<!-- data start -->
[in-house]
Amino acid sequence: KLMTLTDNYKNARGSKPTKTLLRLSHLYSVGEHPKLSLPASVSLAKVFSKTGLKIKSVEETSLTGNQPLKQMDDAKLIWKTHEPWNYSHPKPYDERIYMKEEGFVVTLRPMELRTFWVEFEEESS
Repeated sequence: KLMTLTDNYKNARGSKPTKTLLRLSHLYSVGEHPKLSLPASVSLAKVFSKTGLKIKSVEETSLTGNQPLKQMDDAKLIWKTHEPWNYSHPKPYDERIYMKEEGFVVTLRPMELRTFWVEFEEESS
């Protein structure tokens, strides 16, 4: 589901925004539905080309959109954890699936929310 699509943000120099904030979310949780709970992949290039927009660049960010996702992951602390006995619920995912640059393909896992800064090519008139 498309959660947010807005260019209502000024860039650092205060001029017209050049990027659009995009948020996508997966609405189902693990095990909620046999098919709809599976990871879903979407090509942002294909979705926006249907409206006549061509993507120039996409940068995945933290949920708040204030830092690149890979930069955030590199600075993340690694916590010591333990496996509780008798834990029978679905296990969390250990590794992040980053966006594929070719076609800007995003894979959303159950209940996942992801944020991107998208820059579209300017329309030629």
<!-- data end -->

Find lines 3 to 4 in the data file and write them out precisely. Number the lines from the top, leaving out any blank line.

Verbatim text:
Repeated sequence: KLMTLTDNYKNARGSKPTKTLLRLSHLYSVGEHPKLSLPASVSLAKVFSKTGLKIKSVEETSLTGNQPLKQMDDAKLIWKTHEPWNYSHPKPYDERIYMKEEGFVVTLRPMELRTFWVEFEEESS
């Protein structure tokens, strides 16, 4: 589901925004539905080309959109954890699936929310 699509943000120099904030979310949780709970992949290039927009660049960010996702992951602390006995619920995912640059393909896992800064090519008139 498309959660947010807005260019209502000024860039650092205060001029017209050049990027659009995009948020996508997966609405189902693990095990909620046999098919709809599976990871879903979407090509942002294909979705926006249907409206006549061509993507120039996409940068995945933290949920708040204030830092690149890979930069955030590199600075993340690694916590010591333990496996509780008798834990029978679905296990969390250990590794992040980053966006594929070719076609800007995003894979959303159950209940996942992801944020991107998208820059579209300017329309030629």